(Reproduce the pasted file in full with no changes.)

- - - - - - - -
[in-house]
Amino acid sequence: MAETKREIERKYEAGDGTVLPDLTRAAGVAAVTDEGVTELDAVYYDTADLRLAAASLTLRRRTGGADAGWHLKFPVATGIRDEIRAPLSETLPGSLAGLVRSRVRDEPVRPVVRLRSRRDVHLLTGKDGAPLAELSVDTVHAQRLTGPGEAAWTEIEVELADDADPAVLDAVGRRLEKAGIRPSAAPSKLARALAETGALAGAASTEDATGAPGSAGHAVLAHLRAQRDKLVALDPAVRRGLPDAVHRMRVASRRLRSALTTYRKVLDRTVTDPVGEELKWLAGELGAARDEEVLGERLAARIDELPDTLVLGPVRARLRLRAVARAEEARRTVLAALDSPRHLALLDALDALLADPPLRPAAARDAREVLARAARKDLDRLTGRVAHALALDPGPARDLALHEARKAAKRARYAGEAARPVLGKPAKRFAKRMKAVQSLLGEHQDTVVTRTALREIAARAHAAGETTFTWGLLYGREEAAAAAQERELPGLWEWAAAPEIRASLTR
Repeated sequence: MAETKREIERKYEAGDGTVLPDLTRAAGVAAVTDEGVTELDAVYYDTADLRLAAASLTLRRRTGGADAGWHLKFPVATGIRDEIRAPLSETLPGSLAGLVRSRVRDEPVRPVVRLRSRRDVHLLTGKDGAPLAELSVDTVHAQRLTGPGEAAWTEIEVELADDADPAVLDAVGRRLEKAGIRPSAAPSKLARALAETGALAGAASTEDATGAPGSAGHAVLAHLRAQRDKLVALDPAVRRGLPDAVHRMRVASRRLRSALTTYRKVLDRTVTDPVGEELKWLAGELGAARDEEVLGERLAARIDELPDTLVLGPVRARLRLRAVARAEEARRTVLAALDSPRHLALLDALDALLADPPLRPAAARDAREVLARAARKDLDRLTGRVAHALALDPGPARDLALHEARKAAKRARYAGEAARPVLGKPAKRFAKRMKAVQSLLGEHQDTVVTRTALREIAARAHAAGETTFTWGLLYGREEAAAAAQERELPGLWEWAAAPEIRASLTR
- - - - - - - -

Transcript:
[in-house]
Amino acid sequence: MAETKREIERKYEAGDGTVLPDLTRAAGVAAVTDEGVTELDAVYYDTADLRLAAASLTLRRRTGGADAGWHLKFPVATGIRDEIRAPLSETLPGSLAGLVRSRVRDEPVRPVVRLRSRRDVHLLTGKDGAPLAELSVDTVHAQRLTGPGEAAWTEIEVELADDADPAVLDAVGRRLEKAGIRPSAAPSKLARALAETGALAGAASTEDATGAPGSAGHAVLAHLRAQRDKLVALDPAVRRGLPDAVHRMRVASRRLRSALTTYRKVLDRTVTDPVGEELKWLAGELGAARDEEVLGERLAARIDELPDTLVLGPVRARLRLRAVARAEEARRTVLAALDSPRHLALLDALDALLADPPLRPAAARDAREVLARAARKDLDRLTGRVAHALALDPGPARDLALHEARKAAKRARYAGEAARPVLGKPAKRFAKRMKAVQSLLGEHQDTVVTRTALREIAARAHAAGETTFTWGLLYGREEAAAAAQERELPGLWEWAAAPEIRASLTR
Repeated sequence: MAETKREIERKYEAGDGTVLPDLTRAAGVAAVTDEGVTELDAVYYDTADLRLAAASLTLRRRTGGADAGWHLKFPVATGIRDEIRAPLSETLPGSLAGLVRSRVRDEPVRPVVRLRSRRDVHLLTGKDGAPLAELSVDTVHAQRLTGPGEAAWTEIEVELADDADPAVLDAVGRRLEKAGIRPSAAPSKLARALAETGALAGAASTEDATGAPGSAGHAVLAHLRAQRDKLVALDPAVRRGLPDAVHRMRVASRRLRSALTTYRKVLDRTVTDPVGEELKWLAGELGAARDEEVLGERLAARIDELPDTLVLGPVRARLRLRAVARAEEARRTVLAALDSPRHLALLDALDALLADPPLRPAAARDAREVLARAARKDLDRLTGRVAHALALDPGPARDLALHEARKAAKRARYAGEAARPVLGKPAKRFAKRMKAVQSLLGEHQDTVVTRTALREIAARAHAAGETTFTWGLLYGREEAAAAAQERELPGLWEWAAAPEIRASLTR